lettuce

Kale for juicing

Asparagus

Tomato Plant Maintenance

Every week, I spend some time pruning and clipping my tomato plants.  Otherwise, they will quickly get out of control.  We don’t allow that here at Greg’s  Garden Party.  Seriously,  a little time spent each week caring for your tomato plants is time well spent.

This past week I also sprayed my tomato plants with “Oxidate” fungicide to prevent early blight.  Next week I will spray with Copper fungicide and continue this alternating strategy right through the season into late September.

Welcome to the new subscribers who have signed up recently.  Greg’s Garden Party now has 61 subscribers and growing.  I would love to hear from you.  Please feel free to leave comments and ask questions.  That’s what I’m here for.

All the best,

Greg  Garnache

 

 

 

 

 

 

 

 

 

 

 

IT’S TIME TO PLANT GARLIC

IT’S TIME TO PLANT GARLIC

One of my favorite crops to grow is garlic.  Home grown  garlic is much better than store bought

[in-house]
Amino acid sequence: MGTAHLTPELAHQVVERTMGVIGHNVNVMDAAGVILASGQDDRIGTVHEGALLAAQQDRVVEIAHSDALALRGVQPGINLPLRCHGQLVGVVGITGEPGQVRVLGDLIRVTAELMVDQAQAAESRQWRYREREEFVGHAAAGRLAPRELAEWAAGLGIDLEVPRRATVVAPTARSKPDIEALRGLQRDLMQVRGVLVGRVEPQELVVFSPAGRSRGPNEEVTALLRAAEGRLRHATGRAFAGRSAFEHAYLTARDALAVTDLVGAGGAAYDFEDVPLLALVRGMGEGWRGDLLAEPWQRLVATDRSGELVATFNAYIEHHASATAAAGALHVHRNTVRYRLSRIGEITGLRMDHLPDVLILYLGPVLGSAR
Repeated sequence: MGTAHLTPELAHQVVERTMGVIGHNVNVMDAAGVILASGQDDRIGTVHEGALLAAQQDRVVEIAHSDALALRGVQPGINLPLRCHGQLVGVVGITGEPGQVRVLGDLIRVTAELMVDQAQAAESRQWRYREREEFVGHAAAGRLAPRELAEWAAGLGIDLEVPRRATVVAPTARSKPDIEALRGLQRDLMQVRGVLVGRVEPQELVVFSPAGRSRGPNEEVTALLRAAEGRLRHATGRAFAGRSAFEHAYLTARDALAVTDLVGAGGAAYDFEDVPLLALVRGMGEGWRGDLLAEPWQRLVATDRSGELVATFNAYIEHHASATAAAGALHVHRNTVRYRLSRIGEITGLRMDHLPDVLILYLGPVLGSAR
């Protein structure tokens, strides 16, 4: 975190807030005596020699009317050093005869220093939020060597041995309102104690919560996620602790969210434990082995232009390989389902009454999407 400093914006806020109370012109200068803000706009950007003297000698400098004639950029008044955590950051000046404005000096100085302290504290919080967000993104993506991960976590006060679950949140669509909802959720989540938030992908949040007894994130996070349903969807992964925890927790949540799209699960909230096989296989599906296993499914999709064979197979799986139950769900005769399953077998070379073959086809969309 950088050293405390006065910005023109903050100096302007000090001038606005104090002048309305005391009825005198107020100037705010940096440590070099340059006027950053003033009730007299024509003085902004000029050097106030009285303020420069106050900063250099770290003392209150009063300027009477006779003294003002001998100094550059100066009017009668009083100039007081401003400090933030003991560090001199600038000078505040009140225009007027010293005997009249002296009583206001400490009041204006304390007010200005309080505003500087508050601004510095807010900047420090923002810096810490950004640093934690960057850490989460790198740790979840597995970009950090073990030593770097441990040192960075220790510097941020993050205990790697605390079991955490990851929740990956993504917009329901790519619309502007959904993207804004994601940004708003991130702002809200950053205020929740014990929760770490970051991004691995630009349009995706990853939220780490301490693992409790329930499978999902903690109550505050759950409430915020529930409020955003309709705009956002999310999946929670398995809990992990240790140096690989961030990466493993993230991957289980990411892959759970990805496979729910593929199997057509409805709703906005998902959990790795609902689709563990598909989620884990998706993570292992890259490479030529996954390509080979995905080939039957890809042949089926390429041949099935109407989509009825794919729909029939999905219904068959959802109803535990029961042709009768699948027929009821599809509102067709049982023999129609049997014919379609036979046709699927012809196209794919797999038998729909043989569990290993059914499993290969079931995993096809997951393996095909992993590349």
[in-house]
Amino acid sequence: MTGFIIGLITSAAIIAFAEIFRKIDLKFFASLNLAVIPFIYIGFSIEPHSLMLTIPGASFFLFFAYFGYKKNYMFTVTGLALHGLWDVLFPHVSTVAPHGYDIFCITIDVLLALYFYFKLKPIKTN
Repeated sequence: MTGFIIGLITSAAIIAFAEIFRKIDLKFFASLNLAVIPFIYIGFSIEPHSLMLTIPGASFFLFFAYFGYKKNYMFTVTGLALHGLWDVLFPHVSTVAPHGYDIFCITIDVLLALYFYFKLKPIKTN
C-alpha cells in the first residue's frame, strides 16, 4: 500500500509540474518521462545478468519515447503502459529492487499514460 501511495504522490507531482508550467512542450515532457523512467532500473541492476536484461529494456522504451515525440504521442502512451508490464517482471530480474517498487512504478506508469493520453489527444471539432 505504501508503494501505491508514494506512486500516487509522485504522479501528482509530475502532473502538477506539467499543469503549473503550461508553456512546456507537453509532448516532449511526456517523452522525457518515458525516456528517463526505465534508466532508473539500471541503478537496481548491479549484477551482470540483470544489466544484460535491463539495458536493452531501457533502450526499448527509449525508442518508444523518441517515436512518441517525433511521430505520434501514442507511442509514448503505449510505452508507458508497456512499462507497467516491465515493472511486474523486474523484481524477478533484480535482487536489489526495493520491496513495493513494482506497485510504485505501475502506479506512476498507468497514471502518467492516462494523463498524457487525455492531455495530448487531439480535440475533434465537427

in taste and is easier  to peel and process.  We grow German Hardneck garlic and as a result we
enjoy two harvests; scapes in the month of June and full heads of delicious garlic in July.

THE GARLIC PATCH IN EARLY MAY

Garlic is relatively trouble free.  There are no insect pests to speak of and there don’t appear to be
any animals that like garlic.  It does involve an investment of time.  Garlic planted in October is
not ready for harvest until the following July.  An initial modest investment in seed garlic can
over a few years mushroom into a self-sufficient supply.  I started with 18 cloves the first year.
I saved twice that many closes after the first harvest for replanting in the Fall.  Now, I plant
120 cloves, more than enough to satisfy our needs.

GARLIC SCAPES IN JUNE

I had never heard of garlic scapes before I started growing my own garlic.  We now look
forward to scape season.  We make pesto, scape butter, scape spread and share scapes with
our friends and family.  I have also given heads of garlic to many gardening friends so that
they can grow their own.

HARVESTED GARLIC IN JULY

I plant my garlic cloves in mid to late October.  I will start by clearing one of last season’s
fruit crop beds.  I will then add some limestone and compost to the bed and till the soil.
After raking the soil into a level bed I plant the cloves in two inch (2″) deep furrows that